The food and beverage cues in digital marketing model: special considerations of social media, gaming, and livestreaming environments for food marketing and eating behavior research.



Maksi, Sara J, Keller, Kathleen L, Dardis, Frank, Vecchi, Martina, Freeman, Jason, Evans, Rebecca K ORCID: 0000-0001-8894-5938, Boyland, Emma and Masterson, Travis D
(2024) The food and beverage cues in digital marketing model: special considerations of social media, gaming, and livestreaming environments for food marketing and eating behavior research. Frontiers in nutrition, 10. p. 1325265.

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Abstract

Digital marketing to children, teens, and adults contributes to substantial exposure to cues and persuasive messages that drive the overconsumption of energy dense foods and sugary beverages. Previous food marketing research has focused on traditional media, but less is known about how marketing techniques translate within digital platforms, such as social media, livestreaming, and gaming. Building upon previous theories and models, we propose a new model entitled food and beverage cues in digital marketing (FBCDM). The FBCDM model specifies key marking elements and marketing integration strategies that are common on digital platforms and are hypothesized to enhance the effects of advertising and incentive sensitization process. FBCDM also categorizes measurable outcomes into three domains that include brand, food, and social outcomes. Additionally, repeated marketing exposure and the resulting outcomes are hypothesized to have long term consequences related to consumer markets, consumption behavior, culture, and health. We include a discussion of what is currently known about digital marketing exposure within the outcome domains, and we highlight gaps in research including the long-term consequences of digital marketing exposure. The FBCDM model provides a conceptual framework to guide future research to examine the digital marketing of food and beverages to children and adolescents in order to inform government and industry policies that restrict the aggressive marketing of products associated with obesity and adverse diet related outcomes.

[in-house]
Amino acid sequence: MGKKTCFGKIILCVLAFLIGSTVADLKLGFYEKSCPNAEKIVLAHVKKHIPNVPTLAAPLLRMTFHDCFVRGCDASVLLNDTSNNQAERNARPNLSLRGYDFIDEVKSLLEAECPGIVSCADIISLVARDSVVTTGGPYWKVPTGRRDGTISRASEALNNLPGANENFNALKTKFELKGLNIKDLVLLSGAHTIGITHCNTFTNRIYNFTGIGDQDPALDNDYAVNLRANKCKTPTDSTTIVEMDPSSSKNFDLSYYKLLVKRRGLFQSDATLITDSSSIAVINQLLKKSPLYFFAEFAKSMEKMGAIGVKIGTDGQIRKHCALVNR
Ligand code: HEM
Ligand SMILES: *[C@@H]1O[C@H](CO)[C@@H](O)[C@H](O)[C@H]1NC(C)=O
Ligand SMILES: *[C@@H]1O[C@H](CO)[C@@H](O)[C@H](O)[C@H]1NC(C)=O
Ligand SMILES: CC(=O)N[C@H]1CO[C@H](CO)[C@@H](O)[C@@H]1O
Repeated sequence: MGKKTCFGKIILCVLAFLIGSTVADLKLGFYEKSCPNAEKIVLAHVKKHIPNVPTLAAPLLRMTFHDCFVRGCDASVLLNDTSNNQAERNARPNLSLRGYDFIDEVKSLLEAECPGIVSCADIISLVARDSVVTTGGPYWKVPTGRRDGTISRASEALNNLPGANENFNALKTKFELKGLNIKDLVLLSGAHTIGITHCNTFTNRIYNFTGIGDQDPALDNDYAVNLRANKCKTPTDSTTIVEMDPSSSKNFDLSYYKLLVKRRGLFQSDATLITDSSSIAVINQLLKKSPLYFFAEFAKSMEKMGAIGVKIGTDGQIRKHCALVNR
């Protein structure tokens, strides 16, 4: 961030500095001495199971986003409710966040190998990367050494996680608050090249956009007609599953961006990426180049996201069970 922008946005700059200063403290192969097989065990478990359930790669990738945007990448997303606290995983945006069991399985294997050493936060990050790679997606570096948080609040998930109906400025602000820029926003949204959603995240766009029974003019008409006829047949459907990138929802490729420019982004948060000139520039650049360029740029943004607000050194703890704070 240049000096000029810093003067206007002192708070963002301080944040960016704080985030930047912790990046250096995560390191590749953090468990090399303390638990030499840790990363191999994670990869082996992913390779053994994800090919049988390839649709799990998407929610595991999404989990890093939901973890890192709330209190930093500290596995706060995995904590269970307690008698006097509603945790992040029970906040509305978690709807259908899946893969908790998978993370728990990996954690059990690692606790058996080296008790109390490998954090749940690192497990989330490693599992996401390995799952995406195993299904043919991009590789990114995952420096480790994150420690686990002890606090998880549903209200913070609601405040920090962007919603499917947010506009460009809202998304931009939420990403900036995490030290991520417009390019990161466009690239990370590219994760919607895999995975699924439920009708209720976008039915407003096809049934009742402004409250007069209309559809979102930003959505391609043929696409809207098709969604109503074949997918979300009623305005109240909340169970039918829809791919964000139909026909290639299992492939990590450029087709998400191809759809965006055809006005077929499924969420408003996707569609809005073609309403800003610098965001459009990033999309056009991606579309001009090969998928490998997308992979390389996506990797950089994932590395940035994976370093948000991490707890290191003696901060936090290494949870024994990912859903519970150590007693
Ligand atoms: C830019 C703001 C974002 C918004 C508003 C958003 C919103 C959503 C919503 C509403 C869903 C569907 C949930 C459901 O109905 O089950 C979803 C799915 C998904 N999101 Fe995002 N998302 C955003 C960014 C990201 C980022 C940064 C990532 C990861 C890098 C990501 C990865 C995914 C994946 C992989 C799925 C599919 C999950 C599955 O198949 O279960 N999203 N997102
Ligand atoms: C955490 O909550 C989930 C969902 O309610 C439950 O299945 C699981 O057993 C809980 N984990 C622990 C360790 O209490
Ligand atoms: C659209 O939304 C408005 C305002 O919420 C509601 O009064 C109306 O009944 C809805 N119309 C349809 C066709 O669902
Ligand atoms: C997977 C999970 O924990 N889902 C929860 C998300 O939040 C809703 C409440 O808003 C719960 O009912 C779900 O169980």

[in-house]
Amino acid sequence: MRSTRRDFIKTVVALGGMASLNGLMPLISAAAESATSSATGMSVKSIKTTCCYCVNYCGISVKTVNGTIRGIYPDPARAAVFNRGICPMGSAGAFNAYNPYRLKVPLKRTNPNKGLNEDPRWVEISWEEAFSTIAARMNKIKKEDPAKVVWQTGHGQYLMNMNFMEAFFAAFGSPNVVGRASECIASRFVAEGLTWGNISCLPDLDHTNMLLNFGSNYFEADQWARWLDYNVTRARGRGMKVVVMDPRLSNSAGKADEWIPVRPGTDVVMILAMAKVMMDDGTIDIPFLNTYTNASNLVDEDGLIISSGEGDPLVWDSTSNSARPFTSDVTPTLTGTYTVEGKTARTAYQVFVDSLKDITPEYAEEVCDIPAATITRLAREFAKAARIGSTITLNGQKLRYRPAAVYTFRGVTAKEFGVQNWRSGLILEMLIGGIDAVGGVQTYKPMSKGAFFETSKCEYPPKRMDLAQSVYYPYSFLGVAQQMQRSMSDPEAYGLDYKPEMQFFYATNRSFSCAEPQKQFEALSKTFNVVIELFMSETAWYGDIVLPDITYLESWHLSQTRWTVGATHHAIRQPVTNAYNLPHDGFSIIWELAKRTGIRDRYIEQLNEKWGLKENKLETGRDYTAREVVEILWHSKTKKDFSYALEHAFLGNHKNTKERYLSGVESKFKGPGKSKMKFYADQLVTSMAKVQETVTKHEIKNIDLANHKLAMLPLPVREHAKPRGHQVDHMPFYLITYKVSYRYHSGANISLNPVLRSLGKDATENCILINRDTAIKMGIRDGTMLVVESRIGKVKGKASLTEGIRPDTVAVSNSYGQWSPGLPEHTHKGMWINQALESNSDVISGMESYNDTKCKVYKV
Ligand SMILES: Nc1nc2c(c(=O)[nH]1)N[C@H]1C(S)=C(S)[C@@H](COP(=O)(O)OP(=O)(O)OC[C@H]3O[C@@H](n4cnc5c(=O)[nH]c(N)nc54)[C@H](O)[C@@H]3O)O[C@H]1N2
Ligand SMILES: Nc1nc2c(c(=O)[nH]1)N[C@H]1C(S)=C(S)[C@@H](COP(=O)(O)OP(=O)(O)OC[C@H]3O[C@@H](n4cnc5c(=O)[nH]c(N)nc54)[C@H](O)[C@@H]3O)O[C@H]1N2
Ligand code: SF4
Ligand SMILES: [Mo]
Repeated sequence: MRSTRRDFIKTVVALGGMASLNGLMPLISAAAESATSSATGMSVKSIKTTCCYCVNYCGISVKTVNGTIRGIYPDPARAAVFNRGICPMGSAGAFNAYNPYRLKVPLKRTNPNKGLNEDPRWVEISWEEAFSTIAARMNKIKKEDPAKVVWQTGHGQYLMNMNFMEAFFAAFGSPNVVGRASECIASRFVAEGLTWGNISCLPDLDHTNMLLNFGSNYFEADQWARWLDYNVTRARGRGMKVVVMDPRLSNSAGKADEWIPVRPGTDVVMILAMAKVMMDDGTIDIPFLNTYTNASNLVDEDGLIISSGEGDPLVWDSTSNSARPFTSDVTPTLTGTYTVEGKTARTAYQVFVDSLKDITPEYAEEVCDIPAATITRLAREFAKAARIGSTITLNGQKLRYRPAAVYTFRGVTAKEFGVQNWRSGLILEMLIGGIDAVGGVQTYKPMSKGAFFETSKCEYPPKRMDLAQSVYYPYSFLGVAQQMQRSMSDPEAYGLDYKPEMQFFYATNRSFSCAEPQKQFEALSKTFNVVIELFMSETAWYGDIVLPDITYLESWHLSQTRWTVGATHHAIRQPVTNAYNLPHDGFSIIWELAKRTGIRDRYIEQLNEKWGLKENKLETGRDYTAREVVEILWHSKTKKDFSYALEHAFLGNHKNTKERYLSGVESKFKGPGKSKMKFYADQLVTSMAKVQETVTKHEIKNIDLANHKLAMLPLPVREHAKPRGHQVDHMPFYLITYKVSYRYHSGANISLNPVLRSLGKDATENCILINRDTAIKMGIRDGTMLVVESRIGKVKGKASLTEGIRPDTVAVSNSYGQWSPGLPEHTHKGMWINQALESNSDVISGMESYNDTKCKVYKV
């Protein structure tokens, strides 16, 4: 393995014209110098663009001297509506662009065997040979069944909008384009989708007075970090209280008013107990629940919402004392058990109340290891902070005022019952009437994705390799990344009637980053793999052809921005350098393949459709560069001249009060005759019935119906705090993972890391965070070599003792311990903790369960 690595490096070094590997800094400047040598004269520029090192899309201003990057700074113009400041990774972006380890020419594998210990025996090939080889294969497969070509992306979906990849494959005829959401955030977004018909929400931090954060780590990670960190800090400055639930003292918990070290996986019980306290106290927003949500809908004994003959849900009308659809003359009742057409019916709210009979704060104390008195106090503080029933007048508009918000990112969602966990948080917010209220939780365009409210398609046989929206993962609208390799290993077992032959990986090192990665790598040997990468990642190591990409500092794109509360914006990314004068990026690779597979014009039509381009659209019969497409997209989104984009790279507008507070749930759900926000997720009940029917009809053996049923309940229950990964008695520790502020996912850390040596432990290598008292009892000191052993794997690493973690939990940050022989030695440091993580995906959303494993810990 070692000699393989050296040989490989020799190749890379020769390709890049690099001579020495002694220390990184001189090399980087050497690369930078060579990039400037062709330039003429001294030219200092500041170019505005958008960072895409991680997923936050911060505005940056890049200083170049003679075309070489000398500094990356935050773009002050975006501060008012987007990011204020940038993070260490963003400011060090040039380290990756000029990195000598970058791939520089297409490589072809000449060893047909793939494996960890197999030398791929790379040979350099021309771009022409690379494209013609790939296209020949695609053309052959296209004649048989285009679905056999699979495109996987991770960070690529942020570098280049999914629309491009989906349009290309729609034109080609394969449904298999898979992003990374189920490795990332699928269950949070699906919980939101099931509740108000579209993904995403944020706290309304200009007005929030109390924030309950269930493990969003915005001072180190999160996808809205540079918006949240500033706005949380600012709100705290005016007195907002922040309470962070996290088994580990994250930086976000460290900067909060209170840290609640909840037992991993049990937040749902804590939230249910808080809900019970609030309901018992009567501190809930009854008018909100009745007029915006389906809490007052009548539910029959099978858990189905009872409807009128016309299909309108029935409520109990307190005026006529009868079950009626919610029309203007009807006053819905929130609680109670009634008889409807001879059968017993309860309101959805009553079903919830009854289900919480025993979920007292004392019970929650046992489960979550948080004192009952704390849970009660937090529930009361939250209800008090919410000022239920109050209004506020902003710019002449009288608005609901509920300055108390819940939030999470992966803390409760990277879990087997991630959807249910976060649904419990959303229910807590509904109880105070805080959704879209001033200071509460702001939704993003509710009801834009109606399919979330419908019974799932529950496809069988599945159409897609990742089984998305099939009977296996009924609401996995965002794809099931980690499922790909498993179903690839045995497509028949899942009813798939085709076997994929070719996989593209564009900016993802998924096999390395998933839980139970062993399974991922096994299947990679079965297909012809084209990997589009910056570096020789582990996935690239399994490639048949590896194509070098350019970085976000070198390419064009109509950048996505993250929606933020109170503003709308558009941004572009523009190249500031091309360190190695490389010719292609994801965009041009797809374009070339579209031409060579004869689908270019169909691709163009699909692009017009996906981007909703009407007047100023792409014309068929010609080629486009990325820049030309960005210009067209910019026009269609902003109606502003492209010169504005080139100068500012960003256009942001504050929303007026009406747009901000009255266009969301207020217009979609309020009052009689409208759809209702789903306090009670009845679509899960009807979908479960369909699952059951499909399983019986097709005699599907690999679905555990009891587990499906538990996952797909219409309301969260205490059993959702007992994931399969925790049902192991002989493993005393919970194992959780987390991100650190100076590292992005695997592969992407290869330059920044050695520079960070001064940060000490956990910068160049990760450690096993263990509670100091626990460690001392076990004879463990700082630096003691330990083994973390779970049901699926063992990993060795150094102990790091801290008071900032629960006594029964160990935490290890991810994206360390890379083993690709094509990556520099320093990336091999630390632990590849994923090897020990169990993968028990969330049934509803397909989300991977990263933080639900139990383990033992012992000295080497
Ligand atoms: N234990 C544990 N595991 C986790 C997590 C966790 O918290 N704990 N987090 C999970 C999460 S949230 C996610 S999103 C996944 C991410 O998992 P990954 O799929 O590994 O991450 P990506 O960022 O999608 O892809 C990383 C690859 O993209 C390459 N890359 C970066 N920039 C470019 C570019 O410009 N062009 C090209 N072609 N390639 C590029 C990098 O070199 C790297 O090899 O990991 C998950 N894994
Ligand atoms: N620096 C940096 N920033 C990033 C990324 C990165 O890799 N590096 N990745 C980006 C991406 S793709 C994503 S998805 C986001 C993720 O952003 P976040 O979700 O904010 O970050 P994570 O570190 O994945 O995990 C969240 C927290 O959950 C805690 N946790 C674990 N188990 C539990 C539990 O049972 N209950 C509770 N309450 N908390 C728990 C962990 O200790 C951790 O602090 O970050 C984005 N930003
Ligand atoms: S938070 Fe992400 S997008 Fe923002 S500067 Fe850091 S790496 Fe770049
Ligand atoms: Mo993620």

Item Type: Article
Uncontrolled Keywords: children and adolescent, digital media, eating behavior, food marketing, health, policy, social media
Divisions: Faculty of Health and Life Sciences
Faculty of Health and Life Sciences > Institute of Population Health
Depositing User: Symplectic Admin
Date Deposited: 05 Mar 2024 09:00
Last Modified: 05 Mar 2024 09:00
DOI: 10.3389/fnut.2023.1325265
Related URLs:
URI: https://livrepository.liverpool.ac.uk/id/eprint/3179096